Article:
Oslo, in the northwestern corner of Hansford County, was founded in 1908 by the Anders L. Mordt Land Company. Mordt, who immigrated to the United States from Norway in 1904, established his company headquarters in Guymon, Oklahoma.

He became a sales agent for the ranch holdings of R. M. Thomson and R. T. Anderson in Hansford County, Texas, and placed advertisements in several leading Norwegian-language publications in the Midwest, including the Skandinaven, edited by his father-in-law, Nicolay A. Grevstad.

Mordt arranged for potential buyers to make excursions by train to the site he named Oslo after the Norwegian capital. Norwegians throughout the midwestern states quickly responded to Mordt's ads, and by the spring of 1909 the first settlers had arrived.

The first building was a schoolhouse, which doubled for a time as a church and community meetingplace. Pastor Christian Heltne of the United Norwegian Lutheran Church organized a congregation in December of that year, and under his leadership they built a wooden church building in 1911.

A copper bell and altar painting were commissioned and shipped from Norway, but the bell went down with the Titanic. As part of his promotional campaign, Mordt published a weekly paper in the Norwegian language, the Oslo Posten, from his headquarters in Guymon.

He platted a townsite three miles south of the church and named the streets. However, the town was doomed by the failure of the Denver and Gulf Railroad Company to build a line through the area. A prolonged drought beginning in 1913 resulted in the end of Mordt's land scheme.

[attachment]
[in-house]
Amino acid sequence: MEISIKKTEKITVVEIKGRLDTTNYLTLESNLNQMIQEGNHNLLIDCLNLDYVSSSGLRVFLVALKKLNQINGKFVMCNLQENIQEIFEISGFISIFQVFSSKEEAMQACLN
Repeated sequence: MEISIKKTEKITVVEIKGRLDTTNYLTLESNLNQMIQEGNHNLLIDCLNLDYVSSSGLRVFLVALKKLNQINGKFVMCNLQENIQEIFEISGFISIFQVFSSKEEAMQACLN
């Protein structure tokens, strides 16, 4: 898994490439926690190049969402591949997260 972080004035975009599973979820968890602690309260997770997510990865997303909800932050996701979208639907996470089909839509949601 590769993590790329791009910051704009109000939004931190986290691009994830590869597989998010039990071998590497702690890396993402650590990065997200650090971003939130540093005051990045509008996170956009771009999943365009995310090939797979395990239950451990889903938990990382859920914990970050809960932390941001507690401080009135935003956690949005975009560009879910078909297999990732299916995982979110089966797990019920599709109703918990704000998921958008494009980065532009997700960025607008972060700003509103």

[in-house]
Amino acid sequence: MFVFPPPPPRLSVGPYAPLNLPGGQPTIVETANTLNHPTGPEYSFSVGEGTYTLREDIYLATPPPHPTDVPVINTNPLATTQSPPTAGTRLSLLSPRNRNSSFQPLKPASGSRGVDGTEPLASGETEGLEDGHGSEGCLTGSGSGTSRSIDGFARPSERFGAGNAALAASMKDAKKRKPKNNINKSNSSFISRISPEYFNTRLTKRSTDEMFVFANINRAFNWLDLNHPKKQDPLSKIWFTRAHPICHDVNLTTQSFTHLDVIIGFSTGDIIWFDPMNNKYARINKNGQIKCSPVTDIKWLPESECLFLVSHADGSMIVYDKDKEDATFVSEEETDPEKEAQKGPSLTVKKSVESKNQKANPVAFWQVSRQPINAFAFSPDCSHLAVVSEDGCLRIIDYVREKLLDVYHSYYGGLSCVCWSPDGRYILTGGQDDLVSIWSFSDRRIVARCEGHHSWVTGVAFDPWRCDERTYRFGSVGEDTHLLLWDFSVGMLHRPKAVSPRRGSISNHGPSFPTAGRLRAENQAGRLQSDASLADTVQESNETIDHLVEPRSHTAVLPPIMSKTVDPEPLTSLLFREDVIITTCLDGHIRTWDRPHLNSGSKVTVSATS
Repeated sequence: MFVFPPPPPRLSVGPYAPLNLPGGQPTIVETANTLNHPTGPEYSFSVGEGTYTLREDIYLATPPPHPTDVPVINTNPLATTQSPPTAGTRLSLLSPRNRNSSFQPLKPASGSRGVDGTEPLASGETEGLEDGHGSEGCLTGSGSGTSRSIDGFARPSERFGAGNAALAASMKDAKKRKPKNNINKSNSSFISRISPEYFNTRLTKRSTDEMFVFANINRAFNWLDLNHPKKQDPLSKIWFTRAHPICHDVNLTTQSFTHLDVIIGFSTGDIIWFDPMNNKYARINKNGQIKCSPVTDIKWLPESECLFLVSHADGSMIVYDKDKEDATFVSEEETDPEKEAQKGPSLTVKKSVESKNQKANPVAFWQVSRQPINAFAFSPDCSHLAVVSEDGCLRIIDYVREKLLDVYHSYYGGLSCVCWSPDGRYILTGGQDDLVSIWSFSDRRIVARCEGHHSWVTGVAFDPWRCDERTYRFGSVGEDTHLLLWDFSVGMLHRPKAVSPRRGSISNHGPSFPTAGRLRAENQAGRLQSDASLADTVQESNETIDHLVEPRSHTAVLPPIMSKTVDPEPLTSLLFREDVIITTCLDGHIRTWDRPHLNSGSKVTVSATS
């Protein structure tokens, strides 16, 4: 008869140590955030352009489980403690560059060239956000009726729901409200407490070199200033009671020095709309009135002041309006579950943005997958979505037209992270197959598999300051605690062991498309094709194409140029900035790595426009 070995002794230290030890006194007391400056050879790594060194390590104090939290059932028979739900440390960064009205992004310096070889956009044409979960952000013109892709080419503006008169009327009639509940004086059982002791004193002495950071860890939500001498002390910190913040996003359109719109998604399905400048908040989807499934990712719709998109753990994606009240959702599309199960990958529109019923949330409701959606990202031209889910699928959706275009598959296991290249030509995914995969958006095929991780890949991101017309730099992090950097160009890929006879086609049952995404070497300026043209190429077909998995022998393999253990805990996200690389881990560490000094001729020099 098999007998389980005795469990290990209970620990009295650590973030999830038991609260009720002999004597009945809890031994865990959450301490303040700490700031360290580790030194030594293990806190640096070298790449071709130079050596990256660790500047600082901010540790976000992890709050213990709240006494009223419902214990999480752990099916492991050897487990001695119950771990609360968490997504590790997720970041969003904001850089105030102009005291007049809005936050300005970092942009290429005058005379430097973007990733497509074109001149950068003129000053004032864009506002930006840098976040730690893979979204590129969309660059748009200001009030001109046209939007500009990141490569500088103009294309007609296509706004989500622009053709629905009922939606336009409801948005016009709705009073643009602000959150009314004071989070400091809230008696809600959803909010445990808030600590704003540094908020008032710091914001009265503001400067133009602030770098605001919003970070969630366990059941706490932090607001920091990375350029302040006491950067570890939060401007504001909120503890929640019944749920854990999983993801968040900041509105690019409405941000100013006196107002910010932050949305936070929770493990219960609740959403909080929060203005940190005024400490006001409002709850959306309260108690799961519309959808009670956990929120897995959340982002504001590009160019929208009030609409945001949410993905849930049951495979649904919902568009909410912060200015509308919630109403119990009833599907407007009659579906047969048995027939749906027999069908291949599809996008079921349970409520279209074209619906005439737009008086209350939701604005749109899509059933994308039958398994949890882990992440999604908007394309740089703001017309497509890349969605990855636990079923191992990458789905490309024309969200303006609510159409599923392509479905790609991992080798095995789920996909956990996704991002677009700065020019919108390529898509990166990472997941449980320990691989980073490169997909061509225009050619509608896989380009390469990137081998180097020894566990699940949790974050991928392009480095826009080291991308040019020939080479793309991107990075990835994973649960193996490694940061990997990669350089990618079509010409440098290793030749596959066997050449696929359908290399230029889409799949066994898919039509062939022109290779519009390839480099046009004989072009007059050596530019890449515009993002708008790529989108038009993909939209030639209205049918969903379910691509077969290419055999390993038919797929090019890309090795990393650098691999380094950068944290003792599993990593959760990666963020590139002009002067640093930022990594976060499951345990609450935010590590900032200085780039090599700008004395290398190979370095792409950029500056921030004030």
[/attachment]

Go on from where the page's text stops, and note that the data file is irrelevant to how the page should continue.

Despite the famine, more than thirty Norwegian families stayed to farm the plains. By the 1920s they had formed a tightly knit community centered around the school and church.

Oslo retained much of its ethnic character into the 1930s; such foods as lutefisk and lefse were featured at festive social occasions, church services were conducted in Norwegian, and the language continued to be spoken in many homes.

But then the improvement of highway transportation and the consolidation of the Oslo school district with that of Gruver, eighteen miles southeast, resulted in a gradual assimilation. Nevertheless, the Oslo community had remained well defined.

In 1949 the area residents built a new church of Austin stone. The building burned to the ground on February 18, 1950, the eve of its dedication, and the congregation, with help from emergency funds, rebuilt and dedicated the structure in October of that year.

A new pipe organ was installed in 1969, and a new addition was completed in 1974. Attended by descendants of the original settlers, the Oslo Lutheran Church remains one of the most imposing churches in the Texas Panhandle.